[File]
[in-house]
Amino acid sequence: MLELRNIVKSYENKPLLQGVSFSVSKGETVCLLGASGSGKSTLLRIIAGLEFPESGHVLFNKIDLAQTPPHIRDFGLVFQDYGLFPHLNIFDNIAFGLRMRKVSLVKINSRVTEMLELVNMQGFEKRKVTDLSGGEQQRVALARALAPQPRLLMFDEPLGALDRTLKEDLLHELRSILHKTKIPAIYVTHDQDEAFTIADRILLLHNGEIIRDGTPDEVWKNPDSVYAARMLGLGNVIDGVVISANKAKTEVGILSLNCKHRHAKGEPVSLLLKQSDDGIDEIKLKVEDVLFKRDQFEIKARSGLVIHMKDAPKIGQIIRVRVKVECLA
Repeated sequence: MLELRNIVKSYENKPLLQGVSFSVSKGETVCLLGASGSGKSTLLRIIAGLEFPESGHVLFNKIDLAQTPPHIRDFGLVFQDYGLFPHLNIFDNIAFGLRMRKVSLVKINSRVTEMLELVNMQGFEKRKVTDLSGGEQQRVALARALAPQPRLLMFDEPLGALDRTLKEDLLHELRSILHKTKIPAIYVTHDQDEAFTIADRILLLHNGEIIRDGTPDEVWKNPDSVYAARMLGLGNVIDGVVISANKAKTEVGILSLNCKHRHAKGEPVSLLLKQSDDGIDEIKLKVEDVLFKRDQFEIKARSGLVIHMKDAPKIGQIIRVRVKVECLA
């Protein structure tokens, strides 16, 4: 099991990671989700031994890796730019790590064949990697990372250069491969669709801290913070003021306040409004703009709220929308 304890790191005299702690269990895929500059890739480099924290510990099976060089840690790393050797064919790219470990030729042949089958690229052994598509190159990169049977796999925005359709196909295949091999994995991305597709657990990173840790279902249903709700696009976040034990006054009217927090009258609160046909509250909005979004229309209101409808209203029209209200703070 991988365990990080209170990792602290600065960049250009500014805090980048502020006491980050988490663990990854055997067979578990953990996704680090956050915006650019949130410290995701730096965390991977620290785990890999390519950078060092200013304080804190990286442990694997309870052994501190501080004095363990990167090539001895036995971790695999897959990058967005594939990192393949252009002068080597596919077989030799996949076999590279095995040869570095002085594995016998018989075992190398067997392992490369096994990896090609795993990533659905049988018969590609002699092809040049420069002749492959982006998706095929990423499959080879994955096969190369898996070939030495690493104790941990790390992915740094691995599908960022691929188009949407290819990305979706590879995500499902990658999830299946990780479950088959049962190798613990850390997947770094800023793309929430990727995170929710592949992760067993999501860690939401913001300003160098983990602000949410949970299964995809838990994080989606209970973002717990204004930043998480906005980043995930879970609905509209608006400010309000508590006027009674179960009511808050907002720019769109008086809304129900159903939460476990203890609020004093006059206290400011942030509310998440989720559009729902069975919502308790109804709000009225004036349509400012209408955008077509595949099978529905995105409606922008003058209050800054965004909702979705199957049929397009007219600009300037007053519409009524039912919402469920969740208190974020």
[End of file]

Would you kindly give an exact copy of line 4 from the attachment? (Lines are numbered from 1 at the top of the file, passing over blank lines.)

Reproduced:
């Protein structure tokens, strides 16, 4: 099991990671989700031994890796730019790590064949990697990372250069491969669709801290913070003021306040409004703009709220929308 304890790191005299702690269990895929500059890739480099924290510990099976060089840690790393050797064919790219470990030729042949089958690229052994598509190159990169049977796999925005359709196909295949091999994995991305597709657990990173840790279902249903709700696009976040034990006054009217927090009258609160046909509250909005979004229309209101409808209203029209209200703070 991988365990990080209170990792602290600065960049250009500014805090980048502020006491980050988490663990990854055997067979578990953990996704680090956050915006650019949130410290995701730096965390991977620290785990890999390519950078060092200013304080804190990286442990694997309870052994501190501080004095363990990167090539001895036995971790695999897959990058967005594939990192393949252009002068080597596919077989030799996949076999590279095995040869570095002085594995016998018989075992190398067997392992490369096994990896090609795993990533659905049988018969590609002699092809040049420069002749492959982006998706095929990423499959080879994955096969190369898996070939030495690493104790941990790390992915740094691995599908960022691929188009949407290819990305979706590879995500499902990658999830299946990780479950088959049962190798613990850390997947770094800023793309929430990727995170929710592949992760067993999501860690939401913001300003160098983990602000949410949970299964995809838990994080989606209970973002717990204004930043998480906005980043995930879970609905509209608006400010309000508590006027009674179960009511808050907002720019769109008086809304129900159903939460476990203890609020004093006059206290400011942030509310998440989720559009729902069975919502308790109804709000009225004036349509400012209408955008077509595949099978529905995105409606922008003058209050800054965004909702979705199957049929397009007219600009300037007053519409009524039912919402469920969740208190974020």